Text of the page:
Letters 7-1-13


Do you know where your fish comes from?

When you purchase poke or a similar seafood product in Hawaii’s retail or wholesale outlets, do you have any idea of when that fish was caught, frozen, treated or prepared? Because of loopholes in the federal Food and Drug Administration regulations, lack of disclosure and dating of the products is not required for items commonly sold in Hawaii, such as poke.

A large amount of the ahi used to make poke is “gassed” ahi, imported from outside the United States. This gassed tuna, or “tailpipe tuna,” (because of the use of carbon monoxide in treating this fish) arrives in Hawaii for use in poke and other local dishes. The fish is usually made up of smaller, older or damaged fish that are treated with carbon monoxide to retain the red color and make it appear of higher quality. When sold in local markets, the buyer has no idea as to when the fish was caught or how long it was frozen prior to being placed on the shelf.

A state of Hawaii regulation requiring the seller to list on the packing, the date caught, use by or some similar information would inform the buyer of the product he is about to consume. This information would assist the consumer in his choice of selecting the “gassed” and usually less expensive product as opposed to the fresher and usually more expensive locally caught tuna.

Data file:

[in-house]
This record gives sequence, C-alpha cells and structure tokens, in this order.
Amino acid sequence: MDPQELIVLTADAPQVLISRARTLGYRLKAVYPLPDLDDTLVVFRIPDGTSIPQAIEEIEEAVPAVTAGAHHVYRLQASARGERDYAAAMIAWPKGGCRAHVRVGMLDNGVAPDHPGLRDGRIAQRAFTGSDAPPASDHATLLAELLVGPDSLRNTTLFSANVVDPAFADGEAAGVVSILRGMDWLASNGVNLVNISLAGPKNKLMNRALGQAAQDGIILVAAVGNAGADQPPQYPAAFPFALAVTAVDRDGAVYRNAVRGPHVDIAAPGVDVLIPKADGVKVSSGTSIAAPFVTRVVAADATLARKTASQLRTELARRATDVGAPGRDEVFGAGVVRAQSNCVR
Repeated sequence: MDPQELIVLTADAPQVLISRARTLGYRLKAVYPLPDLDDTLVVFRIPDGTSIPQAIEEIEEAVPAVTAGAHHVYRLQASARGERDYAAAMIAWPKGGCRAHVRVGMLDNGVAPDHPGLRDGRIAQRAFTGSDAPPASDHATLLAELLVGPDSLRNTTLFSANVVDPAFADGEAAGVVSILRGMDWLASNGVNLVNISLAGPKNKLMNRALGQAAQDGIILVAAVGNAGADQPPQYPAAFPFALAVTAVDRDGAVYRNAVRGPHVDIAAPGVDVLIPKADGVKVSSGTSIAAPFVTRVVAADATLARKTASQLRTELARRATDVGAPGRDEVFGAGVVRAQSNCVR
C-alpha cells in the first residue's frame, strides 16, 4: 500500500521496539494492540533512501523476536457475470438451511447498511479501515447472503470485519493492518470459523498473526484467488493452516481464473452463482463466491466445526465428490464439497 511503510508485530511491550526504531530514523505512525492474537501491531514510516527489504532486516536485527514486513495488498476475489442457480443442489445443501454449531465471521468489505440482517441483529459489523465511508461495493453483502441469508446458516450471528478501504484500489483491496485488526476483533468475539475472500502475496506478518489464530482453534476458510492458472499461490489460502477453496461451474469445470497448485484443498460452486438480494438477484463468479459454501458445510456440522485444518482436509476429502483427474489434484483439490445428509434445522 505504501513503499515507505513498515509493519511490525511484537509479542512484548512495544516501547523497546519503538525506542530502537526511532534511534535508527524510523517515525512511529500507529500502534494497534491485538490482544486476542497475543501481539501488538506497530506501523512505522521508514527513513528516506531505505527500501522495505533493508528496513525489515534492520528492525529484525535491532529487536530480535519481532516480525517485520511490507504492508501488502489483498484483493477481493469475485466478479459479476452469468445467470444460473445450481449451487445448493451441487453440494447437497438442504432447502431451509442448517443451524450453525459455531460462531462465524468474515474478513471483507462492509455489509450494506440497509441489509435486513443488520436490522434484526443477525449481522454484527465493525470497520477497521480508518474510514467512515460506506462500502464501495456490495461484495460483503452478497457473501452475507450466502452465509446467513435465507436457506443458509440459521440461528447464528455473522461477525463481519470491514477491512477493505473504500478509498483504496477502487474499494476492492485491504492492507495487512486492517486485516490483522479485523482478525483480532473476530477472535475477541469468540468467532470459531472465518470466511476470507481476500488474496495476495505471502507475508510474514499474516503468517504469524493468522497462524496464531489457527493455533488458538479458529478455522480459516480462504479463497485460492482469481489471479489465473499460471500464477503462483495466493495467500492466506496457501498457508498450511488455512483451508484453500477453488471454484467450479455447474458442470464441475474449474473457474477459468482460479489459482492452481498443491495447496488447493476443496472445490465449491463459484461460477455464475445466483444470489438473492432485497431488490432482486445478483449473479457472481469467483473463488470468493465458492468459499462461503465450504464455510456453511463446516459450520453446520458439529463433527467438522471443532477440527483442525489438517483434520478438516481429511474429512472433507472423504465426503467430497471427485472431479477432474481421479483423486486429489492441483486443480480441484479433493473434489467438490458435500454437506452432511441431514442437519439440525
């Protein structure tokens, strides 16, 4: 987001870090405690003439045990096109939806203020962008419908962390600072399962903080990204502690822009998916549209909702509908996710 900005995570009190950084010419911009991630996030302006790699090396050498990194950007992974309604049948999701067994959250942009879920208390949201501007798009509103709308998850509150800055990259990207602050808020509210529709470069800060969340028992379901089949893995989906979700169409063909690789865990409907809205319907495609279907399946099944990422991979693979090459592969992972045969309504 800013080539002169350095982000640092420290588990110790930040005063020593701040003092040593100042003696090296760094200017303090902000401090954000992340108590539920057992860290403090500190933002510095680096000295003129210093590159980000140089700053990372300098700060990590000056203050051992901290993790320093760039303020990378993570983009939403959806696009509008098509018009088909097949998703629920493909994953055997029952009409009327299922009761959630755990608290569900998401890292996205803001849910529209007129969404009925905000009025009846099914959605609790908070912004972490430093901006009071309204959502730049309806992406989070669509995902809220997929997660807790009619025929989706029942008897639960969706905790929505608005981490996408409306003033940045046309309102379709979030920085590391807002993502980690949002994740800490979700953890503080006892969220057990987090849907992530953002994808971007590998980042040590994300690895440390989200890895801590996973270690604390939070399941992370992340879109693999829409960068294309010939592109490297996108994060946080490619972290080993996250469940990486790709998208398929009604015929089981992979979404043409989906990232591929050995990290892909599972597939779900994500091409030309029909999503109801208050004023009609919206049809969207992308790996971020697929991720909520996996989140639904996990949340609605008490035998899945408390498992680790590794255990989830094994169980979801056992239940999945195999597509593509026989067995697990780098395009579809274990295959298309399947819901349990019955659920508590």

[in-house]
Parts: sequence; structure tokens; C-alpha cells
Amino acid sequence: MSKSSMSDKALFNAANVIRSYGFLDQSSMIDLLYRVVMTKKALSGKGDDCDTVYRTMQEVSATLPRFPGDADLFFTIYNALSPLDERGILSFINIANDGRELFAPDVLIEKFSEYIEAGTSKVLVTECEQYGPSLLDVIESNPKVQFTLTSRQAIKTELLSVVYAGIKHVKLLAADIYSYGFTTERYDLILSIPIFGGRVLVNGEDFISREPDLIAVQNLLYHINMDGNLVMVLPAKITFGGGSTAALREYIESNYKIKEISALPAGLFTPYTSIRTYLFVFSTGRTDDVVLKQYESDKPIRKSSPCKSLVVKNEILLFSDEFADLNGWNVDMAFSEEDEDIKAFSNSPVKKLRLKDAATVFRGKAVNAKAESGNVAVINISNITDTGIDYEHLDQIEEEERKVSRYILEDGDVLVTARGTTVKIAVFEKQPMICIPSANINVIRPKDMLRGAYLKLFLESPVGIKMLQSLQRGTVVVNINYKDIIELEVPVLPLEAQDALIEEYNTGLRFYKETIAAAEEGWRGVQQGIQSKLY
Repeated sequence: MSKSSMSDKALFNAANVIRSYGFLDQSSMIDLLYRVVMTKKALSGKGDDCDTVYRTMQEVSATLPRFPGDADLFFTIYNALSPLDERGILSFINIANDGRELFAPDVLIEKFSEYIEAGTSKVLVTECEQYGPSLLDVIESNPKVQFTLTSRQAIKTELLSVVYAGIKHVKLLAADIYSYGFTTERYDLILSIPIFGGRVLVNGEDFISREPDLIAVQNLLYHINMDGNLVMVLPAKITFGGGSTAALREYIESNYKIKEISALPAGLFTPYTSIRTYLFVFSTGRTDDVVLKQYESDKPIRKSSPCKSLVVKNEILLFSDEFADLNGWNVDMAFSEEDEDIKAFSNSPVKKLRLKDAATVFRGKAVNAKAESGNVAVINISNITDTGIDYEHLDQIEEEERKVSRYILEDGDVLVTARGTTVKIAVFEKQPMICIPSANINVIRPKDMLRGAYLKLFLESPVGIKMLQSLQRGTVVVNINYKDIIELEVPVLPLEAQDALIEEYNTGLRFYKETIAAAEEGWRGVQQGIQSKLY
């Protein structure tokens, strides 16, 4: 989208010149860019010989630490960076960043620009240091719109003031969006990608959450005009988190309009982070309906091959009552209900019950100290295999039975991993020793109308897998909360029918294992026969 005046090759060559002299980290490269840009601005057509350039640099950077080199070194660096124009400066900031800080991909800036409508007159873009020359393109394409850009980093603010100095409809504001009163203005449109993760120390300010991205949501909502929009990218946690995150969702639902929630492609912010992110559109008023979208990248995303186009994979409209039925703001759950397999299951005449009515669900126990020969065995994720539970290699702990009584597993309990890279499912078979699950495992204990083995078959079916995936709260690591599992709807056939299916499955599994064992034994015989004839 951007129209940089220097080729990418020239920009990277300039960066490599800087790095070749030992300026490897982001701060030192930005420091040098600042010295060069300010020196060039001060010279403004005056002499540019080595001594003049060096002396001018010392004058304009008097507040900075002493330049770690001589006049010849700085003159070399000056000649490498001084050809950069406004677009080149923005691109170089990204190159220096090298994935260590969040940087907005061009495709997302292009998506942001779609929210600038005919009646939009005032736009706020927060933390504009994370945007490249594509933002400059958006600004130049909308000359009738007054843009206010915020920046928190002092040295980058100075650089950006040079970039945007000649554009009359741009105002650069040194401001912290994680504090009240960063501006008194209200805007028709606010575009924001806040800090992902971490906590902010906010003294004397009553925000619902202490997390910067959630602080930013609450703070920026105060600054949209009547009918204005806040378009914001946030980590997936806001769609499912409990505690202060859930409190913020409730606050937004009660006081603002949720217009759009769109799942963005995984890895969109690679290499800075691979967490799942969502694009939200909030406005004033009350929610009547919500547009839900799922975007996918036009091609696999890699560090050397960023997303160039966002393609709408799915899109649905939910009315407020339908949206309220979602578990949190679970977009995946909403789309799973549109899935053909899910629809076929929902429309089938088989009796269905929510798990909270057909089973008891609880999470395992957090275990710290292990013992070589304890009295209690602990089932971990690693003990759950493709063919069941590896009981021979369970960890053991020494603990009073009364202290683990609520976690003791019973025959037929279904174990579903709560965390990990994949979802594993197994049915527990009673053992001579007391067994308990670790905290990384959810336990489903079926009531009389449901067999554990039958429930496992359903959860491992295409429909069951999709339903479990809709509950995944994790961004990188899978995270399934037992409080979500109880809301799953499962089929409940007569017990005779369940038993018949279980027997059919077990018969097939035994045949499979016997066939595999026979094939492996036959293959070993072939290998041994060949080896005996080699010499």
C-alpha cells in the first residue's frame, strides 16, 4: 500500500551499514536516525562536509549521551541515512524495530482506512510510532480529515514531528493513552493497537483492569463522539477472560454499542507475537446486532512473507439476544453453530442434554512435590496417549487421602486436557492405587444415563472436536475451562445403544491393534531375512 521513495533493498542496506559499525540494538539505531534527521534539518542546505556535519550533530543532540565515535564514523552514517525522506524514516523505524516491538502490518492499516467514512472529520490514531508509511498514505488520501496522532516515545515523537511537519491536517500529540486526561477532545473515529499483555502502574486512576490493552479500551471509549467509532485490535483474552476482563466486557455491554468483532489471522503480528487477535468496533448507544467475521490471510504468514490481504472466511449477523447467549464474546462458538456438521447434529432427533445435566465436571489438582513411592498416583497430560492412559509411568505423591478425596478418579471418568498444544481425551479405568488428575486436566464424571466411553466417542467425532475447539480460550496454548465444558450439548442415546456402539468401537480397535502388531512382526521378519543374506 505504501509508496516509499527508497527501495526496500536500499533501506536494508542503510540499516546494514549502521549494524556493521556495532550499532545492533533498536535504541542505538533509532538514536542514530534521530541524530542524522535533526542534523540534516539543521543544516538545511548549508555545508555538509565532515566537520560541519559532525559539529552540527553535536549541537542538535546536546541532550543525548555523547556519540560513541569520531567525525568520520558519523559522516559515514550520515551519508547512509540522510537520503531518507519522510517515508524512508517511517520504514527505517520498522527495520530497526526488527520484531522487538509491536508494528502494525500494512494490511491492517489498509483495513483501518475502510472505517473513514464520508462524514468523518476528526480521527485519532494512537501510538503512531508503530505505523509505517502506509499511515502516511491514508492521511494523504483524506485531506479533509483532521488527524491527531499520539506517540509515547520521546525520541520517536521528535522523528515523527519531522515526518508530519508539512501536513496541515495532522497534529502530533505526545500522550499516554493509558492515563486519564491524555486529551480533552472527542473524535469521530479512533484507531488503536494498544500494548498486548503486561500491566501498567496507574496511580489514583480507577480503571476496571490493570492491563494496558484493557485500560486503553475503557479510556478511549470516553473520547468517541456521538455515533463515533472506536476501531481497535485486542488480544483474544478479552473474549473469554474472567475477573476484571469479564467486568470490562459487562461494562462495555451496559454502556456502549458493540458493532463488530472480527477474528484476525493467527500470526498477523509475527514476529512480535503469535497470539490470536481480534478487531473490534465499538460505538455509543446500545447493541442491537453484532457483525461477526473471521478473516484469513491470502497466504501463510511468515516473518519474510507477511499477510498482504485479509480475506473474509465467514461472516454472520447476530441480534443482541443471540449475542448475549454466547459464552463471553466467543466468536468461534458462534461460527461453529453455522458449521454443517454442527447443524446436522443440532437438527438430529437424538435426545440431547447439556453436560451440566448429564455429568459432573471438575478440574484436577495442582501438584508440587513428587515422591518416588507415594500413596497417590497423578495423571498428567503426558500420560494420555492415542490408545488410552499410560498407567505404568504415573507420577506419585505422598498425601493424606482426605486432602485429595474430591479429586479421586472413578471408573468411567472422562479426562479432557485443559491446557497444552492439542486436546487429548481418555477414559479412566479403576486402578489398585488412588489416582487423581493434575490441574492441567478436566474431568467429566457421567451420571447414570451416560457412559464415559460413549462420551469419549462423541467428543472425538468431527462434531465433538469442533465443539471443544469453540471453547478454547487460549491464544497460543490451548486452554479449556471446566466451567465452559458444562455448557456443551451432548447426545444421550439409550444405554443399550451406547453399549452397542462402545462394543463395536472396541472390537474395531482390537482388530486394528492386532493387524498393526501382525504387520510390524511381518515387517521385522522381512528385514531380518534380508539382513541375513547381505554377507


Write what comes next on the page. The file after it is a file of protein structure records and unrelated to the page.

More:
Gary Beals

Hilo

Snowden is hero and should be defended

Some of you think Edward Snowden is a traitor.

After reading his interview with the Guardian, I believe he is an ultimate patriot. Take time to read the full text of his interview with the Guardian that caused the worldwide hunt for him. See for yourself exactly what he said. Google “full text of Guardian interview with Snowden.”

This man is probably going to be killed for telling us our government is the hidden enemy within and is trashing our Constitution. What he describes seems to parallel Germany’s experience. Snowden was a cog in the machine destroying our rights. But he just could no longer stand to say nothing about it. His conscience will cost him his life. He did this for us, and for the cause of freedom. Who among us would be so brave as to give up his country, his career, his very life in the hope of defending our Constitution? Few — very few.

He may be a man without a country now but he will not be forgotten and ought not to be vilified.

We should, we must, defend this man.

Tom Beach

Waimea